Greyhound racing today

Several greyhounds before a race Several greyhounds before a race

Today greyhound racing continues in many countries around the world. The main greyhound racing and gambling countries are:

  • Australia
  • Ireland
  • United Kingdom
  • United States In the United States there are greyhound tracks in the following 15 states
    • Alabama
    • Arizona
    • Arkansas
    • Florida
    • Colorado
    • Connecticut
    • Iowa
    • Kansas
    • Massachusetts
    • New Hampshire
    • Oregon
    • Rhode Island
    • Texas
    • West Virginia
    • Wisconsin
  • New Zealand

Smaller scale greyhound racing is ongoing in:

  • Many European Countries
  • Argentina
  • Brazil
  • China (only in Macau)
  • Mexico
  • Spain
  • Pakistan
  • Vietnam

Treatment of racing dogs

Living Conditions

In many of the countries where there are large greyhound race tracks with gambling, the dogs live in kennels at or near the track or by their trainers.

In the United States, the kennels are indoor crates stacked two levels high, with the females usually kept on the upper level, and males on the lower level. While the space allocated to each dog varies between locations, typical crate size is 3-1/2 feet wide by 4 feet deep by 3 feet high. While living on the track these dogs will spend most of their time in these kennels.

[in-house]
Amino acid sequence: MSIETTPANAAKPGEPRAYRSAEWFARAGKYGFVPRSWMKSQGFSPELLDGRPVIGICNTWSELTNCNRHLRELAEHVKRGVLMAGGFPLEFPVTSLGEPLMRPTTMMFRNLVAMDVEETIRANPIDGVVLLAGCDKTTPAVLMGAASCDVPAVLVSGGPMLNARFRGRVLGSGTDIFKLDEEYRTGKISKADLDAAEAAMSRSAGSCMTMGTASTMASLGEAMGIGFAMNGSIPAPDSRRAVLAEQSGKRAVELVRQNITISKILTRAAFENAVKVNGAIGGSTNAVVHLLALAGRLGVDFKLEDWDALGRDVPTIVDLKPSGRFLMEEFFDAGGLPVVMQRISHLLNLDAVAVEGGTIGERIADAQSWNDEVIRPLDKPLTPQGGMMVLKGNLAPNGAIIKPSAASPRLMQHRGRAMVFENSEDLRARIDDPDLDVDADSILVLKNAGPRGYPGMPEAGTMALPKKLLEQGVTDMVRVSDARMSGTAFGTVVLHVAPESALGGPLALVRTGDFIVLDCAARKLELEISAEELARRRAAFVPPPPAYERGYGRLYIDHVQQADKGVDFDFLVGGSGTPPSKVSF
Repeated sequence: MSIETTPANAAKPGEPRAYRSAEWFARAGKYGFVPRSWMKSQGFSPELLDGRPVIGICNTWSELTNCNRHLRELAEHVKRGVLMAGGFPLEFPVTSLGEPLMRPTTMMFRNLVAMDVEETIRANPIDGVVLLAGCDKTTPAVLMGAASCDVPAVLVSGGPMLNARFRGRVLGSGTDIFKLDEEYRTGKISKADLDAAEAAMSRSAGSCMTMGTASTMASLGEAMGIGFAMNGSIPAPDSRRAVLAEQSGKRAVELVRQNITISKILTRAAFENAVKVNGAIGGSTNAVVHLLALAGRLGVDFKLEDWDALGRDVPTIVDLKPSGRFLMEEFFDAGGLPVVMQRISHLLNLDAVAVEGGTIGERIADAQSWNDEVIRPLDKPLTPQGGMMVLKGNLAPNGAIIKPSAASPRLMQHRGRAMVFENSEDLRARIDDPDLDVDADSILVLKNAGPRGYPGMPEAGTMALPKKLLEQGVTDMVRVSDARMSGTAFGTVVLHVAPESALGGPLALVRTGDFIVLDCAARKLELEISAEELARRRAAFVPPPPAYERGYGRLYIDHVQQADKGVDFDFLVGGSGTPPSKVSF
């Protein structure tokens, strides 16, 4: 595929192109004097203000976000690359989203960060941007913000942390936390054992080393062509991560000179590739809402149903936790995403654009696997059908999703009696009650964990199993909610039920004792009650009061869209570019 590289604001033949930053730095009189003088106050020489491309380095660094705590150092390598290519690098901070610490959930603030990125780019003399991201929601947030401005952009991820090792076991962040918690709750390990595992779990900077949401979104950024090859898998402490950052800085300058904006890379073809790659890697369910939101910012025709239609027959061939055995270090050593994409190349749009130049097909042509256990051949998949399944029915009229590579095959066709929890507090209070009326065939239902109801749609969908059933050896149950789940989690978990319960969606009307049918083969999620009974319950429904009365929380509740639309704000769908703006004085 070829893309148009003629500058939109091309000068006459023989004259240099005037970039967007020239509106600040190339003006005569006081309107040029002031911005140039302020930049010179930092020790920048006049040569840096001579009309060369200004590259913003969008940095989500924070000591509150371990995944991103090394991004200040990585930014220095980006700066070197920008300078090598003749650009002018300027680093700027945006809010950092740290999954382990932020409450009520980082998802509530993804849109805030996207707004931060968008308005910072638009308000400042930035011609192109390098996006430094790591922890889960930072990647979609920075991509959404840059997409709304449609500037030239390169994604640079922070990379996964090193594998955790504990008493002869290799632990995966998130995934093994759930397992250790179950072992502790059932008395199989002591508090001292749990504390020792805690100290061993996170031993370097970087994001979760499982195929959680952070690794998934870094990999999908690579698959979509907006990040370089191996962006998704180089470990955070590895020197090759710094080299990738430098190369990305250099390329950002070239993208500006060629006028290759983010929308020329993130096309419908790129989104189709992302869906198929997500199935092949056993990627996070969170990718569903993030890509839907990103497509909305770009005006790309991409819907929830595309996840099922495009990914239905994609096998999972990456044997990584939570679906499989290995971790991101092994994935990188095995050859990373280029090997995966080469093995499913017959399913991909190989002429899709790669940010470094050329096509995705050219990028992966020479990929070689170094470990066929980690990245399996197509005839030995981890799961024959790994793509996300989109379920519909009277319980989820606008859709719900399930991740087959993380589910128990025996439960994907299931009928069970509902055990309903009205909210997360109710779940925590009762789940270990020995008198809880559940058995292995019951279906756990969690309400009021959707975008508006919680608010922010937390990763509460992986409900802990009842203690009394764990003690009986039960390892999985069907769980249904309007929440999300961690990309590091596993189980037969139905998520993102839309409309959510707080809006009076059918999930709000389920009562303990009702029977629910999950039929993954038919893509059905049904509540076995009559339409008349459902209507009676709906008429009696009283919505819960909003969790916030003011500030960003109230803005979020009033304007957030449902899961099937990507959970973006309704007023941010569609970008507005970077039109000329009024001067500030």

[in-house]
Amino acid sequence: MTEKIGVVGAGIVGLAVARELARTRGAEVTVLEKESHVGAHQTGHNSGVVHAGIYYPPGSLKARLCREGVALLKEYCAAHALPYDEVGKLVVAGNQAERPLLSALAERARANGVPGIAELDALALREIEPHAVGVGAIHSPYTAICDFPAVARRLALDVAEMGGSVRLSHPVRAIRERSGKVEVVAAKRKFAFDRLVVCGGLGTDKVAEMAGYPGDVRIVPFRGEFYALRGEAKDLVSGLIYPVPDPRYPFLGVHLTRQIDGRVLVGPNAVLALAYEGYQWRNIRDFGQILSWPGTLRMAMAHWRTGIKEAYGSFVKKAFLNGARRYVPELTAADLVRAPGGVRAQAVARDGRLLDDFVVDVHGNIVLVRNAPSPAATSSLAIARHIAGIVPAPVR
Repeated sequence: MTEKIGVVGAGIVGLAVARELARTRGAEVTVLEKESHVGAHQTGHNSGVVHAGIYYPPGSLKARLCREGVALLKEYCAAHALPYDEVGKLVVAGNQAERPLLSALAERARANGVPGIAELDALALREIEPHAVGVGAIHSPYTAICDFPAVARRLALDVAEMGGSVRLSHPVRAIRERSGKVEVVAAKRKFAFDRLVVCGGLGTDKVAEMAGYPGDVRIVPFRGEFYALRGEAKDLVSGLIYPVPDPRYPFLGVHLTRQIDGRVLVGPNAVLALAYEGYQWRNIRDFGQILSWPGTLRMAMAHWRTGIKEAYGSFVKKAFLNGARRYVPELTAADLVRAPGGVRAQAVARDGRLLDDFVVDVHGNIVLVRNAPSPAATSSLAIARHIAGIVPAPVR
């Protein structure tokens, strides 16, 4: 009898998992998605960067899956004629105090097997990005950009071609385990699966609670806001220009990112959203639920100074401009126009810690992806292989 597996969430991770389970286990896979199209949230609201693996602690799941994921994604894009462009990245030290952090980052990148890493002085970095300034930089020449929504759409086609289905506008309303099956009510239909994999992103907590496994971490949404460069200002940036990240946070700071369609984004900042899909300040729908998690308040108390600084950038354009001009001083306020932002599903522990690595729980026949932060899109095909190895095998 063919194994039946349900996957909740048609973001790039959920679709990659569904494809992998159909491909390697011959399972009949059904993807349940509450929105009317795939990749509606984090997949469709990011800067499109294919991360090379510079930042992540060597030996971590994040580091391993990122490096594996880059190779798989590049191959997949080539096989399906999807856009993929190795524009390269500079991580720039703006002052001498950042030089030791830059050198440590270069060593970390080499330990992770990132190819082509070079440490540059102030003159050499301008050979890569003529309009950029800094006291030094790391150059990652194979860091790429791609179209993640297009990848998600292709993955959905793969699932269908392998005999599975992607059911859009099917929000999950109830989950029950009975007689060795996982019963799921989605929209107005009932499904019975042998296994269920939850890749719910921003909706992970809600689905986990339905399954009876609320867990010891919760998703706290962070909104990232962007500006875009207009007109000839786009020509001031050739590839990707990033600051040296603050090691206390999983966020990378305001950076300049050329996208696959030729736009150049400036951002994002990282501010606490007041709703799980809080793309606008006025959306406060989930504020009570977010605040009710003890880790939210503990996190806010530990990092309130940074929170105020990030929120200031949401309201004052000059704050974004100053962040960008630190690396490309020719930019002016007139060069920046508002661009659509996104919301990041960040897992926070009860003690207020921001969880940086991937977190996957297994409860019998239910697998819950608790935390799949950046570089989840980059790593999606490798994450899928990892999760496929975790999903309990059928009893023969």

In several European countries (Belgium, Denmark, Czech Republic, Finland, France, Germany, Hungary, Netherlands, Sweden, Switzerland) greyhound racing is carried out by the owners of the dogs without financial interest. This amateur form of the sport is also found in some countries, such as the United States, where professional racing exists. In these countries the dogs often live as pets.

In Australia

In Australia live in kennels at night that meet stringent guidelines set by the The Greyhound Racing Authorities in Australia, and by day many greyhounds are put into running yards or day yards to keep them entertained and exercised. The aim is to keep greyhounds as fit, happy, and healthy as possible.

Greyhounds are checked for parasites, mulnurishment, or any other medical conditions by an on-course vet before being able to compete.

The Greyhound Racing Authorities in Australia heavily observe and regulate greyhound welfare and living conditions and all racing authorities in Australia finance Greyhound Adoption Groups, which home dozens of greyhounds a month.

Medical Care